A leading editor of a prominent Indian magazine admits he is almost computer–illiterate; another senior jourlist takes readers through the notes of his “election diary” and then there are some thrillers. A lot to choose from the IANS New Year’s book list. Take a look.
Book: Editor Unplugged: Media, Magtes, Netas and Me; Author: Vinod Mehta; Publisher: Penguin Viking
This book takes forward the story of the author’s first book in which he recounted his experiences in the corridors of power in Delhi. His views on rendra Modi, Arvind Kejriwal and the Nehru–Gandhi dysty, and his decoding of the significant changes ushered in by the 2014 Lok Sabha elections are expressed with his characteristic sharp insights, wit and wisdom. So too is his alysis of the sweeping changes taking place in the print and TV media, and his pen portraits of persolities such as Ratan Tata, Niira Radia, Khushwant Singh, Sachin Tendulkar and Arundhati Roy. Other chapters examine the lack of humour in our political life, the changing aspirations of the Indian middle class and the mistakes and regrets of his life that are peppered with anecdotes and gossip.
Book: How Modi Won It: Notes from the 2014 Election; Author: Harish Khare; Publisher: Hachette
Marked by deep ideological divisions, a massive advertising blitz and an election campaign that could claim to rival the US presidential polls, the 2014 general election has been called historic for its verdict – a political party received a majority in the Lok Sabha for the first time in three decades. A jourlist and former media advisor to then prime minister Manmohan Singh, Khare offers a meticulous account of what he saw, heard and read during this time and elucidates how the different political stakeholders kneaded into their day–to–day campaign rhetoric that latent cultural angst, economic anxieties and political expectations of a tion that has changed irrevocably over the past decade, to persuade the Indian voter to cast a decisive vote.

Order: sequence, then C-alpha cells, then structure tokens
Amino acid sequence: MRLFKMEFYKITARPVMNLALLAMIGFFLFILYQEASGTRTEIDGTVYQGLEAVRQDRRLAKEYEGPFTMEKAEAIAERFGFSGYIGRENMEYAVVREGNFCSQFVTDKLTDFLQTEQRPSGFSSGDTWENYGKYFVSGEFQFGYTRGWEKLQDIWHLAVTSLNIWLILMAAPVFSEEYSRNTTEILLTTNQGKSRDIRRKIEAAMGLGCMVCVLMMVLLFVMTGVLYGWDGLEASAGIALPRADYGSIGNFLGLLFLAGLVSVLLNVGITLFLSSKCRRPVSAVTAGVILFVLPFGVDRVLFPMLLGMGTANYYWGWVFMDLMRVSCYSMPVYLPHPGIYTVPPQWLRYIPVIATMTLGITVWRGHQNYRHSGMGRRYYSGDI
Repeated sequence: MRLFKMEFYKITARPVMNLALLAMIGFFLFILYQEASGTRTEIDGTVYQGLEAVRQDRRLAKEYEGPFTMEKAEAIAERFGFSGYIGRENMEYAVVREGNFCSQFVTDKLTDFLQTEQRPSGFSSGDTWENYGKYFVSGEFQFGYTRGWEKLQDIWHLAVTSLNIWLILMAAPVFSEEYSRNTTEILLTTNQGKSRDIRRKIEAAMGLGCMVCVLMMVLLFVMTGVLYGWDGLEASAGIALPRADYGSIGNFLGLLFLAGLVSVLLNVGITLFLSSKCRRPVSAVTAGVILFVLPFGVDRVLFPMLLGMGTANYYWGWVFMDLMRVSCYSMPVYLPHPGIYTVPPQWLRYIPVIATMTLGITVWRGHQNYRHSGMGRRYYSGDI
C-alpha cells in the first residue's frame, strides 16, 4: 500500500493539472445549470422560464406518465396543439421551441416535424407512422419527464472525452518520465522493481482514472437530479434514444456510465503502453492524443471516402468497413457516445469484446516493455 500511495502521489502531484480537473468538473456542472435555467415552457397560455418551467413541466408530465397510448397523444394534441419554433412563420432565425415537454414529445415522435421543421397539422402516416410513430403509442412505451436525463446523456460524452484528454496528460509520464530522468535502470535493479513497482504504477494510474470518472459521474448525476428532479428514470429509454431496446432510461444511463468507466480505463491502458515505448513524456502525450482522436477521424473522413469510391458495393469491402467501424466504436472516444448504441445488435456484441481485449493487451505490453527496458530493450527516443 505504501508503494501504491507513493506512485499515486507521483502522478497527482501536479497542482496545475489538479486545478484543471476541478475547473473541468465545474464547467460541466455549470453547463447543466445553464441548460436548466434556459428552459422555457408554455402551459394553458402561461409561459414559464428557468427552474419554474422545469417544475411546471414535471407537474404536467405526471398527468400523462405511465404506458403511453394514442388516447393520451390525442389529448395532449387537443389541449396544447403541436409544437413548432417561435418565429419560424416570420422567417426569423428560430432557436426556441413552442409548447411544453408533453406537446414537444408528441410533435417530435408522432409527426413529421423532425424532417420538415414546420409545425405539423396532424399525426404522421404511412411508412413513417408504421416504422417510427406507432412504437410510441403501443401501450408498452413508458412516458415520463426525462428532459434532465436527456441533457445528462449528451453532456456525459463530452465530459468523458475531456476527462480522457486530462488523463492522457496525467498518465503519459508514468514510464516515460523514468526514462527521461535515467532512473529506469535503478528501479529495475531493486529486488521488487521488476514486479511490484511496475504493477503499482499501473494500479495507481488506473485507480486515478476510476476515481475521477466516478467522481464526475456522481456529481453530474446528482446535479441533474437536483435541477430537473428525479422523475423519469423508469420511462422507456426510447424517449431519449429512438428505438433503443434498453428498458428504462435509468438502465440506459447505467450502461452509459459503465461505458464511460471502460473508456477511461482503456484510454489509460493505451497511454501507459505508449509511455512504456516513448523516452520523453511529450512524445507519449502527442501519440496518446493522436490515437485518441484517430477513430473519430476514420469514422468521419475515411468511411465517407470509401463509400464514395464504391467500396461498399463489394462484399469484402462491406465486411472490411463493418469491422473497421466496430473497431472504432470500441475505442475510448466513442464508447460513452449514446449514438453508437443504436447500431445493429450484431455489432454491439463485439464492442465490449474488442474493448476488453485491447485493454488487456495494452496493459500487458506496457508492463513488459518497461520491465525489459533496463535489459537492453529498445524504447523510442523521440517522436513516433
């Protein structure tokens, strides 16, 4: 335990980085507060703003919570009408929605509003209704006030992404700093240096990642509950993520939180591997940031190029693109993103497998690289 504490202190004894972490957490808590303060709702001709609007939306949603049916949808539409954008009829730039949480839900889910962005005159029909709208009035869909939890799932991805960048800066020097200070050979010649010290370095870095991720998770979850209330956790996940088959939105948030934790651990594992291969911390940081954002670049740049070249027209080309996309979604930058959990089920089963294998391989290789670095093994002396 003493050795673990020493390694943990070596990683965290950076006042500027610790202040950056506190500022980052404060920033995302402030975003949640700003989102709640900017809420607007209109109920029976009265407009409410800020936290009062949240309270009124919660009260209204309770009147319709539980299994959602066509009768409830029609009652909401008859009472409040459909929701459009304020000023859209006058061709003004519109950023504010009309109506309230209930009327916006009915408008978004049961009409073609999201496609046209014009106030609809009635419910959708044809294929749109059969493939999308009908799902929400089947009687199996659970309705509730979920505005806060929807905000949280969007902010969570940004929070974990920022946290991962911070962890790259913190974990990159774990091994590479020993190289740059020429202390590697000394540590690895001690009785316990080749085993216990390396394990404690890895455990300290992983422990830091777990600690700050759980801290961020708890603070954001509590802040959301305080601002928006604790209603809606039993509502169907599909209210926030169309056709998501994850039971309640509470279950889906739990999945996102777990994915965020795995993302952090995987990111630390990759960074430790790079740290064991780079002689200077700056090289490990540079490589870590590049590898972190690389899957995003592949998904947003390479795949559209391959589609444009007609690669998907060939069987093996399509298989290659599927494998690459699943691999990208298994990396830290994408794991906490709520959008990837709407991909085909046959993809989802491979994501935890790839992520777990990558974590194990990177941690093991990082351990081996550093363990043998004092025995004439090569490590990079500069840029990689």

Book: Business Unusual; Author: Sharmila Kantha; Publisher: Rupa
It is January 2009. The global economic crisis is starting to make its presence felt in India, Delhi is reeling under an unprecedented cold wave and Ramji, an aide, has just discovered the body of Prakash Sahni, India’s top tycoon. Summoned by Mataji, the formidable matriarch of the Sahni family, to find her son’s murderer, Ramji sets off to investigate the tycoon’s dealings, both business and persol. Assisted by his comrade in Delhi Police, Riaz Khan, and Sahni’s conflicted adolescent son Ra, Ramji uncovers a murky web of fincial irregularities and family intrigues that threaten to shake the very foundations of the Sahni business empire and destabilize an already turbulent tion. Will he be able to solve the case or will he be overcome by the villainous forces ganging up against him?
Book: Outsourced; Author: Maya Kavita; Publisher: Tara
Ella Laraway, an HR executive, leads a massive outsourcing of jobs in Toronto. Her US mentor, Odette Dodeur, is later found dead, her body shipped from Toronto to Chi in a barrel along with the message “outsource this”. Accusing Laraway of incompetence, the company’s CEO makes her a scapegoat in Dodeur’s death and assigns her as the company’s liaison with the detective investigating the murder. But is Laraway safe? Will she be willing to kill in order to save herself? (IANS)